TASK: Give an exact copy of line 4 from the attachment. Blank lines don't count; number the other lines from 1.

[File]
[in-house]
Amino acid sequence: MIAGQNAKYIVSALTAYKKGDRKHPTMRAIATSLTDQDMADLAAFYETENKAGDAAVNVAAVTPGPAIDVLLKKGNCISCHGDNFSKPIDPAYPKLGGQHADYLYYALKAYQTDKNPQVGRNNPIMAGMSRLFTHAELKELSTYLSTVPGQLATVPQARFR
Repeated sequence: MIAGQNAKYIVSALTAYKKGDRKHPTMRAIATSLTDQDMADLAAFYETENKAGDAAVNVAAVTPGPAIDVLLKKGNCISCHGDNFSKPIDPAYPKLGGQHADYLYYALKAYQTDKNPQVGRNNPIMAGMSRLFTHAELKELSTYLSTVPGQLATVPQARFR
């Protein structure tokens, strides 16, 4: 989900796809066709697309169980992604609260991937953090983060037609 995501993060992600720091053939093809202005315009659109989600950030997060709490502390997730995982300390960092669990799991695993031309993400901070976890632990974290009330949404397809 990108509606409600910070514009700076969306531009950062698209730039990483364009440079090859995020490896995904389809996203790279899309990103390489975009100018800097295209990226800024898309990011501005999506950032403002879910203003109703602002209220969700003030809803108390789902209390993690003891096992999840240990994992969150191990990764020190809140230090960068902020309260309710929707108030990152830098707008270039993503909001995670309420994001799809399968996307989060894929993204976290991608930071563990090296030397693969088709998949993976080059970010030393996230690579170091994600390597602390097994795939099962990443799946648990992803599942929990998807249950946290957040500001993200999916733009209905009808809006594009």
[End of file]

């Protein structure tokens, strides 16, 4: 989900796809066709697309169980992604609260991937953090983060037609 995501993060992600720091053939093809202005315009659109989600950030997060709490502390997730995982300390960092669990799991695993031309993400901070976890632990974290009330949404397809 990108509606409600910070514009700076969306531009950062698209730039990483364009440079090859995020490896995904389809996203790279899309990103390489975009100018800097295209990226800024898309990011501005999506950032403002879910203003109703602002209220969700003030809803108390789902209390993690003891096992999840240990994992969150191990990764020190809140230090960068902020309260309710929707108030990152830098707008270039993503909001995670309420994001799809399968996307989060894929993204976290991608930071563990090296030397693969088709998949993976080059970010030393996230690579170091994600390597602390097994795939099962990443799946648990992803599942929990998807249950946290957040500001993200999916733009209905009808809006594009």